There are many species at Wildlife Safari, however, the cranes are some of the most striking. Over 600 animals are inhabiting Wildlife Safari, and three of them are cranes. 

Allison Trout, ungulate lead keeper at Wildlife Safari, said, “We have two species of cranes in the wild East. African grey crowned cranes range across 18 countries in southeast Africa, and White-naped cranes range across eight countries in Eastern Asia.”

Wildlife Safari has a pair of white-naped cranes, Ichabod and Noa, and a single African grey crowned crane, Fiona. They can be found in many different habitats. 

Trout said crowned cranes can be found in the forest, savanna, grasslands and wetlands, and white-naped cranes are found in wetlands and coastal areas.

They are currently not breeding. 

“Our newly-paired white-naped cranes are still getting to know each other, so we are hoping they will breed,” Trout said. “We have seen them call and dance to each other, so those are good signs. We are currently looking for a mate for our crowned crane.”

Noa has been at Wildlife Safari since 2012, and a year later Fiona arrived. In 2019, Ichabod came to Wildlife Safari.

In their environment at Wildlife Safari, the cranes are thriving. 

“They have lots of space to root around for bugs and grubs just like they would do naturally,” Trout said. “They have plenty of space to roam and choose their favorite nest sites.  We also offer them enrichment such as mealworms, novel foods like produce, mirrors, or different objects for them to explore or climb on.”

The cranes at Wildlife Safari are omnivores. 

“We feed them a specially pelleted bird feed and mealworms as well as all the bugs and greens they can find in the drive-through,” Trout said. “They also enjoy feed cups from our guests, although I recommend tossing the food on the ground for them, so they don’t steal the whole cup. They are smart birds. They get oyster shells during their breeding season to make sure they have enough calcium for laying eggs.”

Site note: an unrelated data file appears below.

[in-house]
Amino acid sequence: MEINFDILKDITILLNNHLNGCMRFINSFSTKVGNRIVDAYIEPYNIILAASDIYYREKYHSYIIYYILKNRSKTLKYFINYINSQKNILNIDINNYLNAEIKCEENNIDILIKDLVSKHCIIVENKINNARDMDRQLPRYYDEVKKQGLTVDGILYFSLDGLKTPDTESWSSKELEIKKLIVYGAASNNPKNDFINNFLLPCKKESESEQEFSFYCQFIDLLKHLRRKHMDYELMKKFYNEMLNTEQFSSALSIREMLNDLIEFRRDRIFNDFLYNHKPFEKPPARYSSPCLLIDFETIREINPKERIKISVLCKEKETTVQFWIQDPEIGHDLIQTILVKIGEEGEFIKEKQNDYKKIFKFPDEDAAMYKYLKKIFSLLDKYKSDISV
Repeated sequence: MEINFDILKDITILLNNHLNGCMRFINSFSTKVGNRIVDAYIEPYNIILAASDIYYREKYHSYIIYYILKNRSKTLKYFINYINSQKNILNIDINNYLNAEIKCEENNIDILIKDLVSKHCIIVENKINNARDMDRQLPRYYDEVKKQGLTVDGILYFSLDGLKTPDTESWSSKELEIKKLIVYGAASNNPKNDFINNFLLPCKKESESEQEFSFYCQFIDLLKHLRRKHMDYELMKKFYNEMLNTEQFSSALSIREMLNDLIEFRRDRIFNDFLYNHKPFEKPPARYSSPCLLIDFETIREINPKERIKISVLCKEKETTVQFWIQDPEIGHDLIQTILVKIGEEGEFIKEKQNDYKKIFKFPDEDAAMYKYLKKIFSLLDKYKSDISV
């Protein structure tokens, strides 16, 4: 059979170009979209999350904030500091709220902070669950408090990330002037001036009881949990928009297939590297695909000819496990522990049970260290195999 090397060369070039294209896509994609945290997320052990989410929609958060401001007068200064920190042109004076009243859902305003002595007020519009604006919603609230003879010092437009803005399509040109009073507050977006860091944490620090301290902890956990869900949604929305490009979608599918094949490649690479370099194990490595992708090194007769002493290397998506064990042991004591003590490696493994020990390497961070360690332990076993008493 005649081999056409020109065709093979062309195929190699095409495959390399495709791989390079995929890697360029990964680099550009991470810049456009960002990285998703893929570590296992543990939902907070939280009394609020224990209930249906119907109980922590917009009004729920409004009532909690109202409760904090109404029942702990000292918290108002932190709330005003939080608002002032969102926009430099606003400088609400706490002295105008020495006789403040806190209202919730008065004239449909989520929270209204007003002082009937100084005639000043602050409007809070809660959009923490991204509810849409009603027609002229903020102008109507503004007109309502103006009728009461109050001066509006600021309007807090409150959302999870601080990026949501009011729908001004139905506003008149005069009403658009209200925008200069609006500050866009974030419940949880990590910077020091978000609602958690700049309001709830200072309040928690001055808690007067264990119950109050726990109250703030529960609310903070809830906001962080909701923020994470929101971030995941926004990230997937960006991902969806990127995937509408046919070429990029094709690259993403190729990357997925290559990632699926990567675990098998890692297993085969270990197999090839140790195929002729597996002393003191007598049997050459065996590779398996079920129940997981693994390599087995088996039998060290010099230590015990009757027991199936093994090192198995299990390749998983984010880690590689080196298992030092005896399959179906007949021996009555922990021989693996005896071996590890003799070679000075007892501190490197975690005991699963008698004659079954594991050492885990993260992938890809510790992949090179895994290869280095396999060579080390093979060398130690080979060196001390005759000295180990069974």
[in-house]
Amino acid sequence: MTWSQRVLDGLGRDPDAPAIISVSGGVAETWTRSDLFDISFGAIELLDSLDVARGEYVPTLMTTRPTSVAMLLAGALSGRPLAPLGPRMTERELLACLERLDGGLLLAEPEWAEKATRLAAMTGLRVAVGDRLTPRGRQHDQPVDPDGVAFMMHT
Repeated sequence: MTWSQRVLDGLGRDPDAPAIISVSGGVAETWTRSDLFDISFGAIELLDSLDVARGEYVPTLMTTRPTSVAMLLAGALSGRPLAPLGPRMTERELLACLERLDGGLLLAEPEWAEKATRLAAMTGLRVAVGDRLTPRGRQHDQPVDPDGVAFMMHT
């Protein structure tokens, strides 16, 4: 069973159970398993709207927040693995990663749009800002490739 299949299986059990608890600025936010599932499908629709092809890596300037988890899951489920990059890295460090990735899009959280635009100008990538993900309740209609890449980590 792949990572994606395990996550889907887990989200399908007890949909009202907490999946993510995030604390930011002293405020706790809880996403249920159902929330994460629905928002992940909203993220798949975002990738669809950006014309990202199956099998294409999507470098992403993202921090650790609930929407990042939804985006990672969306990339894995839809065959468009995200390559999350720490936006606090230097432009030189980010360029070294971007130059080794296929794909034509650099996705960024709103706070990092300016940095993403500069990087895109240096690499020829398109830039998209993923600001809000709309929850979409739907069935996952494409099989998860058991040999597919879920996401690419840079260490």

Cranes do dances to bond with their mates. 

“White-naped cranes are classified as vulnerable, and crowned cranes are endangered,” Trout said. “My favorite part about working with the cranes is probably watching them call and dance to each other. Our crowned crane will also dance to us sometimes, which is really neat.”

Trout works with the birds and hoofstock out in the drive-through.

“My favorite part is how much space and pasture our animals have,” she said. “They have the ability to graze and browse and forage for food like they would in the wild. We also have the space to have larger herds so our animals can get the social interactions they crave, and we see lots of natural behavior.”

Fiona, Wildlife Safari’s lone African grey crowned crane on March 24.

Noa, the female white-naped crane, enjoying a rainy day at Wildlife Safari on March 24, 2021

Ichabod on March 24, 2021.

Noa on March 24,2021.